Using Raw Sockets

Using Raw Sockets

Because ICMP packets do not use either TCP or UDP, you cannot use either of the socket helper classes, TcpClient or UdpClient. Instead, you have to use what are called raw sockets, which are a feature of the Socket class. Raw sockets allow you to define your own network packet above the IP layer. Of course, this means that you must do all the work of manually creating all the individual fields in the ICMP packet, rather than having the .NET library create the packet for you, as it does with TCP and UDP.

Raw Sockets Format

To create a raw socket, you must use the SocketType.Raw socket type when the socket is created. There are several ProtocolType values that you can use to match with the raw socket type; they’re listed in Figure.

Figure: The Raw Socket ProtocolType Values




Gateway-to-Gateway Protocol


Internet Control Message Protocol


IDP Protocol


Internet Group Management Protocol


A raw IP packet


Novell IPX Protocol


Net Disk Protocol


Xerox PARC Universal Protocol (PUP)


A raw IP packet


Novell SPX Protocol


Novell SPX Version 2 Protocol


An unknown protocol


An unspecified protocol

The specific protocols listed for a raw socket allows the .NET library to properly create the underlying IP packet. By using the ProtocolType.Icmp value, the IP packet created by the socket defines the next layer protocol as ICMP (IP value Type 1). This allows the remote host to immediately identify the packet as an ICMP packet, and process it accordingly.

Obviously, for the applications in this chapter, you will use the ProtocolType.Icmp value. Here’s the command to create a socket for ICMP packets:

Socket sock = new Socket(AddressFamily.InterNetwork, SocketType.Raw,

Sending Raw Packets

Because ICMP is a connectionless protocol, you do not have to bind the socket to a specific local port to send a packet or use the Connect() method to connect it to a specific remote host. You must use the SendTo() method to specify the IPEndPoint object of the destination address. ICMP does not use ports, so the value of the port property of the IPEndPoint object is not important. The following creates an IPEndPoint destination object with no port and sends a packet to it:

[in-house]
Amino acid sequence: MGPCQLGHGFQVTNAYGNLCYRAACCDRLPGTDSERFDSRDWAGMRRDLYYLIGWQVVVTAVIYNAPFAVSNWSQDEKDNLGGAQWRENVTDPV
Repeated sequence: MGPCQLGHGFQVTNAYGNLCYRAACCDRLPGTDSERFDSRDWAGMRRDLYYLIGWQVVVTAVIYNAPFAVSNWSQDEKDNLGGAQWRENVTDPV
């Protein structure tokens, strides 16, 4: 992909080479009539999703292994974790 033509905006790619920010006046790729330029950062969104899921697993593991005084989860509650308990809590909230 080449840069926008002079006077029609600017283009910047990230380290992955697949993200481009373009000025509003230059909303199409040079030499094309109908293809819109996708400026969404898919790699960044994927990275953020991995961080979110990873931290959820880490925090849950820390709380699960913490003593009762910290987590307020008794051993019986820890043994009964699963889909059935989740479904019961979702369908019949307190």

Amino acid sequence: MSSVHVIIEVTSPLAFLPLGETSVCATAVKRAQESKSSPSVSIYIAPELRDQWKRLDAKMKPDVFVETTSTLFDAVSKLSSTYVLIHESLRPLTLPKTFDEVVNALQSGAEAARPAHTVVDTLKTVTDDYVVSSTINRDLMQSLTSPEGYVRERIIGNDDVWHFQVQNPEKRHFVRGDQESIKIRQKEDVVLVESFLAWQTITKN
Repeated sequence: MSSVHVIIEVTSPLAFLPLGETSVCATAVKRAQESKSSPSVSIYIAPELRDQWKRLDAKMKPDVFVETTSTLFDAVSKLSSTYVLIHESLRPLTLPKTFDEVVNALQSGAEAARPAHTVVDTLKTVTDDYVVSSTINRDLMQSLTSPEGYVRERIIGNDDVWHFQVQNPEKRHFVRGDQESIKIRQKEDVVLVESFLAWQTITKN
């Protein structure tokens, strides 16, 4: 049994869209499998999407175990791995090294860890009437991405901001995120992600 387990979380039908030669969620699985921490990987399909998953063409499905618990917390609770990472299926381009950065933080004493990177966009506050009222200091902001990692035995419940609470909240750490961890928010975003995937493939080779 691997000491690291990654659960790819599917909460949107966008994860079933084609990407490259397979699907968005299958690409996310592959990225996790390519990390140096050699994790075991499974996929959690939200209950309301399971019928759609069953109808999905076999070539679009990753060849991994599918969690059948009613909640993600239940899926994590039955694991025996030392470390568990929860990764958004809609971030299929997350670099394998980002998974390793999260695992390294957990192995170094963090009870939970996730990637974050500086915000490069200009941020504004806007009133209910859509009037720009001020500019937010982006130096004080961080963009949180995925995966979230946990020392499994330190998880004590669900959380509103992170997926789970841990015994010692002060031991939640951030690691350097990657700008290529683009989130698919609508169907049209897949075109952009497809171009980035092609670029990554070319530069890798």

IPEndPoint iep = new IPEndPoint(IPAddress.Parse(""), 0);
sock.SendTo(packet, iep);

Remember that because the raw socket does not format the data, whatever value entered in the packet byte array will be forwarded "as-is" to the remote host. This means you must manually create the ICMP packet in the byte array and then send it to the remote host. Any mistakes in creating the packet will result in an error on the receiving host, and most likely you will not get a return ICMP packet.

Receiving Raw Packets

Receiving data from a raw socket is trickier than sending data in a raw socket. To receive data from the raw socket, you must use the ReceiveFrom() method. Because the raw socket does not identify a higher-layer protocol, the data returned from a ReceiveFrom() method call contains the entire IP packet contents. You must extract the data from the raw IP packet information to create the ICMP packet elements. As you can see in Figure, the IP packet data starts at byte 20. Therefore, to extract the ICMP packet data and header, you start reading the byte array at the 20th position in the received data packet.


Because the ReceiveFrom() method returns the entire IP packet, you must remember to declare the receiving buffer size to be at least 20 bytes larger than your expected data.

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